Let me preface this by saying I am not a lawyer. Looking at this link to the requirements for small and micro-entity status shows two ways to qualify for micro-entity status.
Micro entity: There are two ways to qualify as a micro-entity.
first way is under paragraph (a) of the new rule, requiring the
following conditions that must be satisfied individually for each
applicant, inventor, and joint inventor who:
- has not been named as
an inventor on more than 4 prior patent applications (provisional
applications, patent applications filed in a foreign country, PCT
international applications for which the basic US national fee was not
paid, and applications that a party has assigned or is under an
obligation to assign as a result of previous employment do not count);
has gross income less than 3 times the median household income in
the U.S. for the preceding calendar year (for 2013 fees = $150,162, or
3X$50,054, the 2012 median household income. For parties not paid in
US dollars, the average currency exchange rate during the previous
calendar year applies.);
has not assigned, licensed or otherwise
granted an interest in the invention to an entity who has gross income
more than the amount listed above (unless the entity relates to an
institution of higher education); and
also meets the requirement for
small entity status.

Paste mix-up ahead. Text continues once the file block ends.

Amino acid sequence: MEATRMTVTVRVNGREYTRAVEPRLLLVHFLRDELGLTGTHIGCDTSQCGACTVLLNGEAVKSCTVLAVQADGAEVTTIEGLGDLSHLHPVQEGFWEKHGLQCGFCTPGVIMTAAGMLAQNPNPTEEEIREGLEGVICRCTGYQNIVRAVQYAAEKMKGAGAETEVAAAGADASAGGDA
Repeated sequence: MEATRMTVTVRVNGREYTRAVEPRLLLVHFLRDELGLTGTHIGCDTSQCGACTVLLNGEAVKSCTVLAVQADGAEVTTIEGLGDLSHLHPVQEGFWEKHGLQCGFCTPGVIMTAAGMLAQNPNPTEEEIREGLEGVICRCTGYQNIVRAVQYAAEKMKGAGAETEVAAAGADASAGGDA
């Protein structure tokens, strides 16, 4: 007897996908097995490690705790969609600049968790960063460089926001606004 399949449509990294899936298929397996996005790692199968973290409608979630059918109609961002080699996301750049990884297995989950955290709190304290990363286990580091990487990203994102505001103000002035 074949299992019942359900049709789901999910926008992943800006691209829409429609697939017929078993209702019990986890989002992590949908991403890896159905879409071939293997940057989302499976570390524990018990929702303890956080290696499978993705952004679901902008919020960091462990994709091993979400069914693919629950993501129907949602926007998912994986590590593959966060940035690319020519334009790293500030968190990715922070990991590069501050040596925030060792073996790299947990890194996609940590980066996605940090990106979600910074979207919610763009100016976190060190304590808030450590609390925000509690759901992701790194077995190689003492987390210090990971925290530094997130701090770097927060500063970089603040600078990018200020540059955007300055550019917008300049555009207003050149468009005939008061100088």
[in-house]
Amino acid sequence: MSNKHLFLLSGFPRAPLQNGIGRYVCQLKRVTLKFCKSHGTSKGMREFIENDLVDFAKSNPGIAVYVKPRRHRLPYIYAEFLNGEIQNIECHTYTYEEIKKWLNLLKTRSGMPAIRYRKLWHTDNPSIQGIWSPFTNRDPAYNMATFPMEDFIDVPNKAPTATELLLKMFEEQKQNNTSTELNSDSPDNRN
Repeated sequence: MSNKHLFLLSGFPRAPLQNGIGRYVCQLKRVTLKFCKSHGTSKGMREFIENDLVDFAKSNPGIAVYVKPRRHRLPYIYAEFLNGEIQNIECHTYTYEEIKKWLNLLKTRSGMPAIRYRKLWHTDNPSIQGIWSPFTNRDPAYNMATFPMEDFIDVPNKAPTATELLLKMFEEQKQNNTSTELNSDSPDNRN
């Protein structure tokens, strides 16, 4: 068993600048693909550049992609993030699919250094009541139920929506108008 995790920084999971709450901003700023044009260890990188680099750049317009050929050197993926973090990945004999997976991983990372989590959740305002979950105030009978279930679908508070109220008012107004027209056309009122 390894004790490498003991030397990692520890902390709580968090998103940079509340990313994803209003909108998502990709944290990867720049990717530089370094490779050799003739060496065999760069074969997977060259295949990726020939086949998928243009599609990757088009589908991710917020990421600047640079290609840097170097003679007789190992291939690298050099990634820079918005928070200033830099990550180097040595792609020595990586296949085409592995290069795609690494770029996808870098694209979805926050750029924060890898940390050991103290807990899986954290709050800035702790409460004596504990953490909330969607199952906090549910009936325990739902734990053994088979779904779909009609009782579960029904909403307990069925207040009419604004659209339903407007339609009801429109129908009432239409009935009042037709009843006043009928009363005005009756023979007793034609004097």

The second way, under paragraph (d) of the new
rule, is by having a relationship with a U.S. institution of higher
education. The applicant’s employer, from which the applicant obtains
the majority of the applicant’s income, must be an institution of
higher education. Or, the application must be assigned, granted,
conveyed, or is under and obligation of contract or law to assign,
grant, or convey, a license ownership interest in the particular
application to the institution of higher education.
Thus, I believe the linked form is just covering the gross income requirement of the first option for qualification. The linked website doesn't make clear that the there are two options. You need only qualify for one option or the other. Since I am not a lawyer, I would suggest reading the requirements carefully and if you feel you need additional clarification perhaps seek the advice of a qualified attorney.